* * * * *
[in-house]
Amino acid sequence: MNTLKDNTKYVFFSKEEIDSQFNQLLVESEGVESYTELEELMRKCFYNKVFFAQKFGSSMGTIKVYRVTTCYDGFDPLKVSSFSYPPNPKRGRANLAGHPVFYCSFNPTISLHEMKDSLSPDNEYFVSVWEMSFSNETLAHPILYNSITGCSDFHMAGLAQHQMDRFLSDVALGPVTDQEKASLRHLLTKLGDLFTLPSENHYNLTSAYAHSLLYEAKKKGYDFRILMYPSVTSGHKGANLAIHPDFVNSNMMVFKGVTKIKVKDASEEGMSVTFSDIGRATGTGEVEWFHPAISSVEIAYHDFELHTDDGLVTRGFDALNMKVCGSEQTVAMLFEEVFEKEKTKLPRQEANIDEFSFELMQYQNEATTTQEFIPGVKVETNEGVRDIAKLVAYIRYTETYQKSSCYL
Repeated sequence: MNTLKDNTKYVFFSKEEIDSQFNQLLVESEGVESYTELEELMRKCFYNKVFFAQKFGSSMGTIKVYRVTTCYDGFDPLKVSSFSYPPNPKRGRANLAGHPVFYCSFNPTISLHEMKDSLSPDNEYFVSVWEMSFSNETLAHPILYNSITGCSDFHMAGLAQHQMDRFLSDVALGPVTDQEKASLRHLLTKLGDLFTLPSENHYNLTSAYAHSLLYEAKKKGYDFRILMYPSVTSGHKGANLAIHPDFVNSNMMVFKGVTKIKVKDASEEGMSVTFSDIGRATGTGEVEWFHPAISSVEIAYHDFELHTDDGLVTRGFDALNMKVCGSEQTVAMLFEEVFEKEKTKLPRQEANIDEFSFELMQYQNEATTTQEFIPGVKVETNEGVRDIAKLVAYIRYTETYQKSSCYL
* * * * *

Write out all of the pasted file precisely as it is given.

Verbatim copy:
[in-house]
Amino acid sequence: MNTLKDNTKYVFFSKEEIDSQFNQLLVESEGVESYTELEELMRKCFYNKVFFAQKFGSSMGTIKVYRVTTCYDGFDPLKVSSFSYPPNPKRGRANLAGHPVFYCSFNPTISLHEMKDSLSPDNEYFVSVWEMSFSNETLAHPILYNSITGCSDFHMAGLAQHQMDRFLSDVALGPVTDQEKASLRHLLTKLGDLFTLPSENHYNLTSAYAHSLLYEAKKKGYDFRILMYPSVTSGHKGANLAIHPDFVNSNMMVFKGVTKIKVKDASEEGMSVTFSDIGRATGTGEVEWFHPAISSVEIAYHDFELHTDDGLVTRGFDALNMKVCGSEQTVAMLFEEVFEKEKTKLPRQEANIDEFSFELMQYQNEATTTQEFIPGVKVETNEGVRDIAKLVAYIRYTETYQKSSCYL
Repeated sequence: MNTLKDNTKYVFFSKEEIDSQFNQLLVESEGVESYTELEELMRKCFYNKVFFAQKFGSSMGTIKVYRVTTCYDGFDPLKVSSFSYPPNPKRGRANLAGHPVFYCSFNPTISLHEMKDSLSPDNEYFVSVWEMSFSNETLAHPILYNSITGCSDFHMAGLAQHQMDRFLSDVALGPVTDQEKASLRHLLTKLGDLFTLPSENHYNLTSAYAHSLLYEAKKKGYDFRILMYPSVTSGHKGANLAIHPDFVNSNMMVFKGVTKIKVKDASEEGMSVTFSDIGRATGTGEVEWFHPAISSVEIAYHDFELHTDDGLVTRGFDALNMKVCGSEQTVAMLFEEVFEKEKTKLPRQEANIDEFSFELMQYQNEATTTQEFIPGVKVETNEGVRDIAKLVAYIRYTETYQKSSCYL